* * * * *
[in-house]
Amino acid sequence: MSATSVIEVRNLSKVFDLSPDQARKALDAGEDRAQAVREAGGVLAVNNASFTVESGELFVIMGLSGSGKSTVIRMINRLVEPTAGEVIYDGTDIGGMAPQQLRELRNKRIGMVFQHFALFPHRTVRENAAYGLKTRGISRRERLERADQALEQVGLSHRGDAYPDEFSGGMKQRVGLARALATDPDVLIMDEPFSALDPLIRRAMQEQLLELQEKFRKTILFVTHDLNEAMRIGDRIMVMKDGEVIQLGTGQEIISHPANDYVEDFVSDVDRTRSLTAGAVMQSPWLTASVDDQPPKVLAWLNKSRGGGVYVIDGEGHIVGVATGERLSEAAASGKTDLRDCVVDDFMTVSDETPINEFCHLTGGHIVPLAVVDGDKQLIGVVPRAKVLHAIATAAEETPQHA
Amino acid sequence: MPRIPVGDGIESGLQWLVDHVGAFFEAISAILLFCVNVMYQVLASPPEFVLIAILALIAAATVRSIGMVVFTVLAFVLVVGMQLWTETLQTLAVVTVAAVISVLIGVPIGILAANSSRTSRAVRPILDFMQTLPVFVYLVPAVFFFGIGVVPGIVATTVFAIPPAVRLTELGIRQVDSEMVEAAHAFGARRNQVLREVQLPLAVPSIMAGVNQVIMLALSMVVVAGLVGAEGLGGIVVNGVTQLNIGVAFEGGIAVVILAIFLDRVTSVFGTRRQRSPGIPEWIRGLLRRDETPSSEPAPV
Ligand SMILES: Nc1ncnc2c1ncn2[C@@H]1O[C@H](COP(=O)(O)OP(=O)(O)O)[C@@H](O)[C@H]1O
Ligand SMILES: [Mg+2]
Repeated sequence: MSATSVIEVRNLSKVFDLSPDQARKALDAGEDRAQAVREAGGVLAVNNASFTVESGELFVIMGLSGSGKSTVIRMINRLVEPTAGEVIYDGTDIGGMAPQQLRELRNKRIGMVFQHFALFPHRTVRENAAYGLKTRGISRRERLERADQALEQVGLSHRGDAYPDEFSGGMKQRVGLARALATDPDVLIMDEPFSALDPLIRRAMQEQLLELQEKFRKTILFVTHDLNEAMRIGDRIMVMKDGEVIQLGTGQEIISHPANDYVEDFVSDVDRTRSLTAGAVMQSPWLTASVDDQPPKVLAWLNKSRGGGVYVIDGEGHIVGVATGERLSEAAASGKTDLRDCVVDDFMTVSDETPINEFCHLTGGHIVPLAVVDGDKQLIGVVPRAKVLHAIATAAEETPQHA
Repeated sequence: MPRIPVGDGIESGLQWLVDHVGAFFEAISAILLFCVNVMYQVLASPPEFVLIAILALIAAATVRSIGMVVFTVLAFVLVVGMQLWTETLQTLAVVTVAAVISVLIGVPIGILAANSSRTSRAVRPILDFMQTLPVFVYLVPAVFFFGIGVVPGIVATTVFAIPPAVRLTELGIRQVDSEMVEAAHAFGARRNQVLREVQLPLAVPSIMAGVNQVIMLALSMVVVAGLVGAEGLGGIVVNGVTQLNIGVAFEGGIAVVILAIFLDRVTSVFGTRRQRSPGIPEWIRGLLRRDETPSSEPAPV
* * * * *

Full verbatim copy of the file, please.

[in-house]
Amino acid sequence: MSATSVIEVRNLSKVFDLSPDQARKALDAGEDRAQAVREAGGVLAVNNASFTVESGELFVIMGLSGSGKSTVIRMINRLVEPTAGEVIYDGTDIGGMAPQQLRELRNKRIGMVFQHFALFPHRTVRENAAYGLKTRGISRRERLERADQALEQVGLSHRGDAYPDEFSGGMKQRVGLARALATDPDVLIMDEPFSALDPLIRRAMQEQLLELQEKFRKTILFVTHDLNEAMRIGDRIMVMKDGEVIQLGTGQEIISHPANDYVEDFVSDVDRTRSLTAGAVMQSPWLTASVDDQPPKVLAWLNKSRGGGVYVIDGEGHIVGVATGERLSEAAASGKTDLRDCVVDDFMTVSDETPINEFCHLTGGHIVPLAVVDGDKQLIGVVPRAKVLHAIATAAEETPQHA
Amino acid sequence: MPRIPVGDGIESGLQWLVDHVGAFFEAISAILLFCVNVMYQVLASPPEFVLIAILALIAAATVRSIGMVVFTVLAFVLVVGMQLWTETLQTLAVVTVAAVISVLIGVPIGILAANSSRTSRAVRPILDFMQTLPVFVYLVPAVFFFGIGVVPGIVATTVFAIPPAVRLTELGIRQVDSEMVEAAHAFGARRNQVLREVQLPLAVPSIMAGVNQVIMLALSMVVVAGLVGAEGLGGIVVNGVTQLNIGVAFEGGIAVVILAIFLDRVTSVFGTRRQRSPGIPEWIRGLLRRDETPSSEPAPV
Ligand SMILES: Nc1ncnc2c1ncn2[C@@H]1O[C@H](COP(=O)(O)OP(=O)(O)O)[C@@H](O)[C@H]1O
Ligand SMILES: [Mg+2]
Repeated sequence: MSATSVIEVRNLSKVFDLSPDQARKALDAGEDRAQAVREAGGVLAVNNASFTVESGELFVIMGLSGSGKSTVIRMINRLVEPTAGEVIYDGTDIGGMAPQQLRELRNKRIGMVFQHFALFPHRTVRENAAYGLKTRGISRRERLERADQALEQVGLSHRGDAYPDEFSGGMKQRVGLARALATDPDVLIMDEPFSALDPLIRRAMQEQLLELQEKFRKTILFVTHDLNEAMRIGDRIMVMKDGEVIQLGTGQEIISHPANDYVEDFVSDVDRTRSLTAGAVMQSPWLTASVDDQPPKVLAWLNKSRGGGVYVIDGEGHIVGVATGERLSEAAASGKTDLRDCVVDDFMTVSDETPINEFCHLTGGHIVPLAVVDGDKQLIGVVPRAKVLHAIATAAEETPQHA
Repeated sequence: MPRIPVGDGIESGLQWLVDHVGAFFEAISAILLFCVNVMYQVLASPPEFVLIAILALIAAATVRSIGMVVFTVLAFVLVVGMQLWTETLQTLAVVTVAAVISVLIGVPIGILAANSSRTSRAVRPILDFMQTLPVFVYLVPAVFFFGIGVVPGIVATTVFAIPPAVRLTELGIRQVDSEMVEAAHAFGARRNQVLREVQLPLAVPSIMAGVNQVIMLALSMVVVAGLVGAEGLGGIVVNGVTQLNIGVAFEGGIAVVILAIFLDRVTSVFGTRRQRSPGIPEWIRGLLRRDETPSSEPAPV